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Around The Grange
Group forms to save New Jersey Grange

By Jeannie O'Sullivan, Burlington County Times, NJ (2/10/11)

  FEBRUARY 17, 2011 --

A local New Jersey group aims to save a farming community landmark by making it a money-making event venue.

Members of Grange’s Columbus, New Jersey chapter, the stewards of township property that once served as a social meeting place for the farming community, are focusing on ramping up efforts to market the two-story building as rentable event space. Once a hotspot for dances, talent shows and pageants, the Columbus Grange building at 88 Atlantic Avenue has generated little interest in recent years as rental and needs a host of maintenance upgrades.

Members fear the building, which is owned by the National Grange organization and hosts the chapter’s monthly meetings, may have to be sold to keep the chapter afloat. Compounding the challenge is a dwindling membership that once topped out at 400 and now hovers at just 32, according to Don Bassett, the chapter’s president.

“It’s pretty expensive to keep your building open with when it’s not being used,” said Bassett, a retired warehouseman. He and his wife, Millie, are 25-year members of the chapter, which will be 127 years old this year.

The Columbus Grange Revitalization Committee has formed to rejuvenate the building and the chapter in general. So far, the group has raised $2,100 from a beef-and-beer event in December and has planned a pancake fundraiser set for Feb. 19.

Committee member Kate Moran hopes to host such events on a regular basis to generate revenue, foot traffic, ideas and members.

“Our effort is to redefine what that space can do for the community. We want to bring in yoga classes, we want to bring in art shows. We want to host music festivals,” said Moran, who is joined on the committee by her her fiancé, Dan Wainwright, and grange member Becky Hatcher-Kafer.

Moran is also working on replacing an outdating mailing list with an email database and has also created a social networking page for the chapter at www.facebook.com/pages/Columbus-NJ-Grange.

A relatively new member of the Columbus chapter, Moran was enamored with the quaint building, which replaces a former grange that was destroyed in a fire and rebuilt in 1940, and the rural lifestyle in general. The Moorestown native moved to Mansfield two years ago at the behest of Wainwright, a lifelong resident from a family of dairy farmers.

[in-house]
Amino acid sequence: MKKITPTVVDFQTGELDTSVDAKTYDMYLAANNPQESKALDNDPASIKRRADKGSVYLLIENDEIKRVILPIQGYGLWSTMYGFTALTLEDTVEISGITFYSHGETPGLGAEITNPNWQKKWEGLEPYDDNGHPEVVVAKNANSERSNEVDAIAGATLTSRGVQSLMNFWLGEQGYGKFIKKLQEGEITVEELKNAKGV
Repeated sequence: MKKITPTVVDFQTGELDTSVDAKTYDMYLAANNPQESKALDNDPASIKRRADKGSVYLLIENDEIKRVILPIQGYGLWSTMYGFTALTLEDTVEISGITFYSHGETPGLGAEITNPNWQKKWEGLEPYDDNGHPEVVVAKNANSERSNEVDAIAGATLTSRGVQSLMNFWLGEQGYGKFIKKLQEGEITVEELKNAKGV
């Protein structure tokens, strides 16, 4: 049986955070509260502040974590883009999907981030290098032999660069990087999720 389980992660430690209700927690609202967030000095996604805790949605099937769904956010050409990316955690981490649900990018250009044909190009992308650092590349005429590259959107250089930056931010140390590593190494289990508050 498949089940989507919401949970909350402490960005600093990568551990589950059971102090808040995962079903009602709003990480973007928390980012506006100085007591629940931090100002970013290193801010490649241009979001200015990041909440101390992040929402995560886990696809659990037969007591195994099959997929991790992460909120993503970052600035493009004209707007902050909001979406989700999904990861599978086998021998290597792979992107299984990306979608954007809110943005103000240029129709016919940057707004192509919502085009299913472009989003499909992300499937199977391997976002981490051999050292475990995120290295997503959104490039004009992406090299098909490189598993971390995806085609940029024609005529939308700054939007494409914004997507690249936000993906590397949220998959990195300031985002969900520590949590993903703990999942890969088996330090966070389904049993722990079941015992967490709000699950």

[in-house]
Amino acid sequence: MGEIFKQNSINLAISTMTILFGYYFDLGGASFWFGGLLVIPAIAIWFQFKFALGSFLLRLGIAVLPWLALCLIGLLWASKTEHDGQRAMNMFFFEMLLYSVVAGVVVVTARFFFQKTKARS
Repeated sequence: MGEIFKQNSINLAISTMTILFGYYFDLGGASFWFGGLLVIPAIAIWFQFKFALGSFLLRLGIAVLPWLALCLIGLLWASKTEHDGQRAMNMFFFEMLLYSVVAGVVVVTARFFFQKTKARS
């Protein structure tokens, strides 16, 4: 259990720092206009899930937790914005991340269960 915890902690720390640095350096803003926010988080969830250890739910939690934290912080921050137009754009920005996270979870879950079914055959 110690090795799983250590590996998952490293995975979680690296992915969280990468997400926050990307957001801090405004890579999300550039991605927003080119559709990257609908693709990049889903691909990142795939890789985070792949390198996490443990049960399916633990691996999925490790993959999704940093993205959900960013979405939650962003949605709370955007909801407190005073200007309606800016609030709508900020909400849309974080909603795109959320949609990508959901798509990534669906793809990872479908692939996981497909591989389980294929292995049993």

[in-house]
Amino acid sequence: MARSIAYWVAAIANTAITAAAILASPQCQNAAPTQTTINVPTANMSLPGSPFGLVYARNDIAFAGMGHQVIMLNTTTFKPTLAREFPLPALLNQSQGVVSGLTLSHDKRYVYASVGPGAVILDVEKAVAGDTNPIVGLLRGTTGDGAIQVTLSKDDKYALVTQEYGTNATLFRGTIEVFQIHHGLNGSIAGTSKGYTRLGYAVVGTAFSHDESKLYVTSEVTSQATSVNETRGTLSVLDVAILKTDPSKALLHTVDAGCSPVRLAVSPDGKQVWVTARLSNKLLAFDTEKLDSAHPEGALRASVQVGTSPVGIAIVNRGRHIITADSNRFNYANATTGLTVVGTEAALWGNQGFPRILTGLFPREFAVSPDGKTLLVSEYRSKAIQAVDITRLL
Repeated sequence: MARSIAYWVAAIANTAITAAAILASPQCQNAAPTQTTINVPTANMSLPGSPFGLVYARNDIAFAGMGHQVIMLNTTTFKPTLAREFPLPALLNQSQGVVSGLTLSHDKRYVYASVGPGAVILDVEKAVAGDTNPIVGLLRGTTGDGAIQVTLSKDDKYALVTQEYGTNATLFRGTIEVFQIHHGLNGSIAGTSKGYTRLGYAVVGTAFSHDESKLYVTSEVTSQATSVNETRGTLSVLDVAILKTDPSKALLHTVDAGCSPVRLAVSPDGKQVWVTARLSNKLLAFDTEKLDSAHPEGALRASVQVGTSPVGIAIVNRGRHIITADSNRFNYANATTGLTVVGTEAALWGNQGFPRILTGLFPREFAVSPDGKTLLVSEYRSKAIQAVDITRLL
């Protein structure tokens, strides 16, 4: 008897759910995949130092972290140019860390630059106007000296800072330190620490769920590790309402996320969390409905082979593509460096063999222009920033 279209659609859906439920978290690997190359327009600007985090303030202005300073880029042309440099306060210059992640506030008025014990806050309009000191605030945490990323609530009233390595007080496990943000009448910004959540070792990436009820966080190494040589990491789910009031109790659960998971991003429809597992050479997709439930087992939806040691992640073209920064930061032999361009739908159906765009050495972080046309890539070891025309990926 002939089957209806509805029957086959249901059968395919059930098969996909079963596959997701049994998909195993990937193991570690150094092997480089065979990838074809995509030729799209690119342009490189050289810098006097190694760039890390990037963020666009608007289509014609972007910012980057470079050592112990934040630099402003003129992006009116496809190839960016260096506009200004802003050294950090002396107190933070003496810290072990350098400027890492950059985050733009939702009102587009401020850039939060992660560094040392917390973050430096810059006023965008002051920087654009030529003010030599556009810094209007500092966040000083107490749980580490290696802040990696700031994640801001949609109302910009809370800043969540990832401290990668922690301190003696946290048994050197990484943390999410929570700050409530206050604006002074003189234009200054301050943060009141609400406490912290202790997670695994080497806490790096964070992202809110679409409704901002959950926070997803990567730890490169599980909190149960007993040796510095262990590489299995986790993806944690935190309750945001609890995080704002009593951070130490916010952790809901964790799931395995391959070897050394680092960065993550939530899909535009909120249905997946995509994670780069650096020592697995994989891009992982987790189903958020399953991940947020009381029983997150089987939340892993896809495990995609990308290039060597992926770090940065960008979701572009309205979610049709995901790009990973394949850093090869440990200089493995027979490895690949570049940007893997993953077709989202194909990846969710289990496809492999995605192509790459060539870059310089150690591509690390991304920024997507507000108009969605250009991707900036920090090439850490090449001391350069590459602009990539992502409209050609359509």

Moran was dismayed to learn about the possible sale of the grange, which boasts a full-service kitchen, bathrooms on each floor, a dining area, and an upstairs stage. The building can be rented out for $200 a day.

“Our community is a good candidate for having a successful grange. We don’t have a library in town. We don’t have a community center in town,” said Moran. 

The drawbacks are the heating, maintenance and insurance costs, which amount to about $8,000 a year, said Bassett. 

The building’s costs were sustained for awhile by a church group that rented the building for weekly services, but it stopped doing so three years ago. Now there are no regular renters and only four events lined up for this spring.

“We’re running low on funds,” said Bassett’s wife, Millie.

The group’s challenges reflect those felt by the National Grange, a 144-year-old agricultural and rural community service organization also known as the Order of Patrons of Husbandry. Its officers meet annually to develop its legislative policy and to recognize accomplishments of its 300,000 members spanning 37 states, according to its website, nationalgrange.org.

At the organization’s annual meeting last November, President Ed Luttrell noted the changing nature of agriculture and the responsibility of citizens to understand its realities. A press release on the organization’s website includes excerpts of his speech: “The grange believes that community is the essential building block of our great nation. It is time that America considers exporting not just food, machinery, and the concept of our government, but also the time-proven ways of communities coming together to make changes,” said Luttrell.

Yet Moran and the Bassetts acknowledge the disconnect between community-rooted longtime grangers and younger generations with frenetic lifestyles have led to declining interest in grange values and membership.

Moran attributes it to a “lost sense of community.” Bassett said life gets in the way. “When they come home from work at night, most people are exhausted,” he said.

Locally, the Columbus chapter is one of only three in community granges in Burlington County; the others are based in Moorestown and Southampton. The Moorestown chapter sold its building a few years ago, Bassett said.

The Bassetts are hoping new energy will perk up a tired but beloved tradition.  Of the new committee, Bassett says, “We’re behind them 100 percent.”

The chapter convenes on the second Friday of the month at 6 p.m. for a covered-dish meal and meeting. For information, call the Bassetts at 609-298-7518.


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